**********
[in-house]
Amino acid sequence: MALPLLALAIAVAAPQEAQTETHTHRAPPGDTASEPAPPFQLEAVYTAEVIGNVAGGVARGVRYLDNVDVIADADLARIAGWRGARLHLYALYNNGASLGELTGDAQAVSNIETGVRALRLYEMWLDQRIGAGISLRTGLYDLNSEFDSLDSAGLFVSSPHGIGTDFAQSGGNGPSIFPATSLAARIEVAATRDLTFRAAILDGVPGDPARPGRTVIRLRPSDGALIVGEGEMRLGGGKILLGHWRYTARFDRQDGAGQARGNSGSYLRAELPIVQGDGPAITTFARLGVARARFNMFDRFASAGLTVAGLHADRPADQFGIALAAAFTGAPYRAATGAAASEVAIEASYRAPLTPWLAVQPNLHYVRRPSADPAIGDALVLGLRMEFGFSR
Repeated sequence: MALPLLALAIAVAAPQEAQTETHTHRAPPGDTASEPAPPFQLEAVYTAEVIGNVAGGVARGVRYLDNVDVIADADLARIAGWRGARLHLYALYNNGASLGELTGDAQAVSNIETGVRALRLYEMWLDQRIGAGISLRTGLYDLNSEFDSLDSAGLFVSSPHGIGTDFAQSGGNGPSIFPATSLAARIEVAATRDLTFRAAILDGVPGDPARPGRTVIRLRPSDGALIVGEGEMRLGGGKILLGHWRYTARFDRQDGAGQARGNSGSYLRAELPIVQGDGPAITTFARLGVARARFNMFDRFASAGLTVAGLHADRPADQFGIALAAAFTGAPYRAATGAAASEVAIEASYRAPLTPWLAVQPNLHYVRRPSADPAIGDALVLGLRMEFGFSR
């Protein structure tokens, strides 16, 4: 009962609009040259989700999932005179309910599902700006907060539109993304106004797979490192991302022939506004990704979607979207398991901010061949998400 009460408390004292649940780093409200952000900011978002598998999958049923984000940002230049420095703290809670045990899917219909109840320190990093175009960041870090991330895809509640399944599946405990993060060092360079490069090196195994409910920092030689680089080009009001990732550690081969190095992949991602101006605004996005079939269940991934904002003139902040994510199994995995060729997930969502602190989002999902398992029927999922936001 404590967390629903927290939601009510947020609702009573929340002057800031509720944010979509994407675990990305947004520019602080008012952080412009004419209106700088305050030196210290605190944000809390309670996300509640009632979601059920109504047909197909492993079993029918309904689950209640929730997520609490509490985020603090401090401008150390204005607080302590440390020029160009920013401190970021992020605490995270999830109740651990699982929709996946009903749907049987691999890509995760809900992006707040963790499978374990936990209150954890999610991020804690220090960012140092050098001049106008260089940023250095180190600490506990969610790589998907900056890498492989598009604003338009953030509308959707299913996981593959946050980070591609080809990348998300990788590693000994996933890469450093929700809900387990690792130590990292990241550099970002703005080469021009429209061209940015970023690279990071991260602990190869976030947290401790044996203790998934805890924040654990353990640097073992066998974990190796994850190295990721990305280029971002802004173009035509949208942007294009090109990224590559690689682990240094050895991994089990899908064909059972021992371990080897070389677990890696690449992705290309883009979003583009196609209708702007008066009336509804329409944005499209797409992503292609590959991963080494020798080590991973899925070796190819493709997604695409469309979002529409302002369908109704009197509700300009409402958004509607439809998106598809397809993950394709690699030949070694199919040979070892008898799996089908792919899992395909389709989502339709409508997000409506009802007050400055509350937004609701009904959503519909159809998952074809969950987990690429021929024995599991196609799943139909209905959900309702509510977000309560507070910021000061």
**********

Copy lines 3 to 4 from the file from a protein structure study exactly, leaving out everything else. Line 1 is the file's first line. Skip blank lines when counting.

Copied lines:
Repeated sequence: MALPLLALAIAVAAPQEAQTETHTHRAPPGDTASEPAPPFQLEAVYTAEVIGNVAGGVARGVRYLDNVDVIADADLARIAGWRGARLHLYALYNNGASLGELTGDAQAVSNIETGVRALRLYEMWLDQRIGAGISLRTGLYDLNSEFDSLDSAGLFVSSPHGIGTDFAQSGGNGPSIFPATSLAARIEVAATRDLTFRAAILDGVPGDPARPGRTVIRLRPSDGALIVGEGEMRLGGGKILLGHWRYTARFDRQDGAGQARGNSGSYLRAELPIVQGDGPAITTFARLGVARARFNMFDRFASAGLTVAGLHADRPADQFGIALAAAFTGAPYRAATGAAASEVAIEASYRAPLTPWLAVQPNLHYVRRPSADPAIGDALVLGLRMEFGFSR
């Protein structure tokens, strides 16, 4: 009962609009040259989700999932005179309910599902700006907060539109993304106004797979490192991302022939506004990704979607979207398991901010061949998400 009460408390004292649940780093409200952000900011978002598998999958049923984000940002230049420095703290809670045990899917219909109840320190990093175009960041870090991330895809509640399944599946405990993060060092360079490069090196195994409910920092030689680089080009009001990732550690081969190095992949991602101006605004996005079939269940991934904002003139902040994510199994995995060729997930969502602190989002999902398992029927999922936001 404590967390629903927290939601009510947020609702009573929340002057800031509720944010979509994407675990990305947004520019602080008012952080412009004419209106700088305050030196210290605190944000809390309670996300509640009632979601059920109504047909197909492993079993029918309904689950209640929730997520609490509490985020603090401090401008150390204005607080302590440390020029160009920013401190970021992020605490995270999830109740651990699982929709996946009903749907049987691999890509995760809900992006707040963790499978374990936990209150954890999610991020804690220090960012140092050098001049106008260089940023250095180190600490506990969610790589998907900056890498492989598009604003338009953030509308959707299913996981593959946050980070591609080809990348998300990788590693000994996933890469450093929700809900387990690792130590990292990241550099970002703005080469021009429209061209940015970023690279990071991260602990190869976030947290401790044996203790998934805890924040654990353990640097073992066998974990190796994850190295990721990305280029971002802004173009035509949208942007294009090109990224590559690689682990240094050895991994089990899908064909059972021992371990080897070389677990890696690449992705290309883009979003583009196609209708702007008066009336509804329409944005499209797409992503292609590959991963080494020798080590991973899925070796190819493709997604695409469309979002529409302002369908109704009197509700300009409402958004509607439809998106598809397809993950394709690699030949070694199919040979070892008898799996089908792919899992395909389709989502339709409508997000409506009802007050400055509350937004609701009904959503519909159809998952074809969950987990690429021929024995599991196609799943139909209905959900309702509510977000309560507070910021000061």